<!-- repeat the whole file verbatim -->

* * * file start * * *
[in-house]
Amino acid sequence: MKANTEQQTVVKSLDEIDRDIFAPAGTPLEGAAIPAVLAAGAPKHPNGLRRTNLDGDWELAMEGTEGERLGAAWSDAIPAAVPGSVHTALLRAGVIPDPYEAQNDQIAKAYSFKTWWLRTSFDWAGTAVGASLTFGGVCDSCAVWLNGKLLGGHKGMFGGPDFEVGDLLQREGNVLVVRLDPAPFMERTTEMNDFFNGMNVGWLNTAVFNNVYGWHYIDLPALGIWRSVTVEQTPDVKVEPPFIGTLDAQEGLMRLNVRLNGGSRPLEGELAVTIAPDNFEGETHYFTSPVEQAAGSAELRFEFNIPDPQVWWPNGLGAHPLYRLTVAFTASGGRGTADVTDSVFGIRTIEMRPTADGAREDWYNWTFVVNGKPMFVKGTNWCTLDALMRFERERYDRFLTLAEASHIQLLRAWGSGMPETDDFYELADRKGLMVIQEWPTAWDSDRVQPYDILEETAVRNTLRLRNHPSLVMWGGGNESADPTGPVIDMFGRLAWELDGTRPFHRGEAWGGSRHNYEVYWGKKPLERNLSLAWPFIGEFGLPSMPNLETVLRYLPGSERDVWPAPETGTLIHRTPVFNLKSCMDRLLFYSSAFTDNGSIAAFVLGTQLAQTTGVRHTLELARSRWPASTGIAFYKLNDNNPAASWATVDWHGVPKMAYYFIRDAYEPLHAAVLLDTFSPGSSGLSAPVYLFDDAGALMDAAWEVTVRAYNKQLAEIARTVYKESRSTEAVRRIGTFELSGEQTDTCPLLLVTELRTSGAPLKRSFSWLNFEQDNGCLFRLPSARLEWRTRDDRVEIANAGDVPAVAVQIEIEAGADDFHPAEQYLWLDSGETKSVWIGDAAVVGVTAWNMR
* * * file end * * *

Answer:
[in-house]
Amino acid sequence: MKANTEQQTVVKSLDEIDRDIFAPAGTPLEGAAIPAVLAAGAPKHPNGLRRTNLDGDWELAMEGTEGERLGAAWSDAIPAAVPGSVHTALLRAGVIPDPYEAQNDQIAKAYSFKTWWLRTSFDWAGTAVGASLTFGGVCDSCAVWLNGKLLGGHKGMFGGPDFEVGDLLQREGNVLVVRLDPAPFMERTTEMNDFFNGMNVGWLNTAVFNNVYGWHYIDLPALGIWRSVTVEQTPDVKVEPPFIGTLDAQEGLMRLNVRLNGGSRPLEGELAVTIAPDNFEGETHYFTSPVEQAAGSAELRFEFNIPDPQVWWPNGLGAHPLYRLTVAFTASGGRGTADVTDSVFGIRTIEMRPTADGAREDWYNWTFVVNGKPMFVKGTNWCTLDALMRFERERYDRFLTLAEASHIQLLRAWGSGMPETDDFYELADRKGLMVIQEWPTAWDSDRVQPYDILEETAVRNTLRLRNHPSLVMWGGGNESADPTGPVIDMFGRLAWELDGTRPFHRGEAWGGSRHNYEVYWGKKPLERNLSLAWPFIGEFGLPSMPNLETVLRYLPGSERDVWPAPETGTLIHRTPVFNLKSCMDRLLFYSSAFTDNGSIAAFVLGTQLAQTTGVRHTLELARSRWPASTGIAFYKLNDNNPAASWATVDWHGVPKMAYYFIRDAYEPLHAAVLLDTFSPGSSGLSAPVYLFDDAGALMDAAWEVTVRAYNKQLAEIARTVYKESRSTEAVRRIGTFELSGEQTDTCPLLLVTELRTSGAPLKRSFSWLNFEQDNGCLFRLPSARLEWRTRDDRVEIANAGDVPAVAVQIEIEAGADDFHPAEQYLWLDSGETKSVWIGDAAVVGVTAWNMR